Lair of the Hydra

Lair of the Hydra isn’t really a game-changer like the previous two cards, but being able to activate your Winota from an empty battlefield and being able to kill them after a sweeper are nice bonuses.

I’m not sure these cards alone would be enough to add Green to the deck – they are good, but the namesake card requires two different colors, and one of your best hits costs four mana in the Boros colors. In the end, the card that really sells Green as a major component is Esika’s Chariot.

Esika’s Chariot

Esika’s Chariot is absolutely incredible in Winota for several reasons. First, it has the best art of any Magic card, and this is very important. Second, it produces three bodies that can attack (two Cat tokens and the Vehicle, which Winota can crew the turn you cast it). This means that it’s excellent all by itself, threatening to end the game on the spot if you follow it up with Winota. I believe that, if you go Turn 4 Esika’s Chariot and Turn 5 Winota, even if you’ve done nothing else that game, you’re a big favorite to win.

The third thing it does is give you sweeper protection. One of the best ways to beat Winota traditionally is to sweep the battlefield – something like Crippling Fear or Pestilent Haze can guarantee a turn of stability. If Esika’s Chariot is on the battlefield, not so much. You can immediately drop Winota, activate Chariot, and attack. If you hit Blade Historian you can hit them for twelve, but even something like Elite Spellbinder is seven damage and you disrupt their next play.

The fourth reason is that Chariot is just a powerful card that acts as a secondary threat. The Winota deck is running several underpowered cards to justify playing Winota, Joiner of Forces, which can create some problems if you don’t draw the namesake card or if they deal with it. Chariot packs a punch, and it’s another card that’s worth accelerating into and that they have to deal with – a Turn 3 Chariot is a pretty fast clock spread across multiple bodies, so it allows you to win games even if you don’t have Winota or if it’s dealt with.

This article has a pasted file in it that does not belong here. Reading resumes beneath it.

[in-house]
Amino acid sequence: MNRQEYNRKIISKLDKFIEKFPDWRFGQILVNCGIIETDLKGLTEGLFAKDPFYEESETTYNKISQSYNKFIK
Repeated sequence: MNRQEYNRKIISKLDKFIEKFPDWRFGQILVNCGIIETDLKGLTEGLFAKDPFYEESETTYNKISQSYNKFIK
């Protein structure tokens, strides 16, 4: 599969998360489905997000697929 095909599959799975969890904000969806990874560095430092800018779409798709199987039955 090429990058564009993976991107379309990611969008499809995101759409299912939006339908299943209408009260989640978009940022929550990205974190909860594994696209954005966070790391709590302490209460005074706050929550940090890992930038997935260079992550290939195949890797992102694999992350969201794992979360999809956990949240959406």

In sum, Chariot works exceedingly well with Winota, yet also works very well when you don’t have Winota. These are in short supply and I think that’s the real reason the deck is better than all the other Winota versions that have existed.

Given the restrictive nature of the deck (again, you need Winotas, Humans, and non-Humans), there aren’t a lot of flexible slots, so every build of the deck is virtually the same. The main difference seems to be in the accelerator of choice – most people play Lotus Cobra, but some play Magda, Brazen Outlaw or even Tangled Florahedron.

Lotus Cobra Magda, Brazen Outlaw Tangled Florahedron

My preference here is Lotus Cobra. Magda is excellent with Jaspera Sentinel, but if you don’t have the green card that lets you tap it, then Lotus Cobra is usually better, as you can cast a four-drop on Turn 3 without exposing it (and, if it’s Winota, you can immediately attack). Magda also works with Esika’s Chariot in two different ways – you can use Magda to crew it (getting a Treasure) and you can also copy the Treasure with the Chariot. This is not as relevant in this deck as it is in Gruul Adventures, though, because you don’t have Goldspan Dragon (or even anything to search for if you do hit five Treasures), but it can come up with Kenrith, the Returned King. 

This is the list I’d play:

As you can see, this is an extremely streamlined list – I don’t bother with things like Ranger Class in the maindeck because I think you just want to goldfish people. Then, after sideboarding, you bring in a bunch of interaction spells, because the games naturally slow down – everyone has more removal spells for Winota and the rest of your creatures, so the “kill them as soon as possible” approach doesn’t really work, which means you have to play a more grindy game with Vivien, Monsters’ Advocate and Ranger Class.

The key to sideboarding with this deck is that you always need a little bit of critical mass of both enablers and hits. You can take some out, but you have to be careful about this balance. Because of this, it’s better to play more specialized cards – you want to have one Redcap Melee and one Burning Hands instead of two Scorching Dragonfires, for example, because you really cannot take out too many cards versus any one opponent.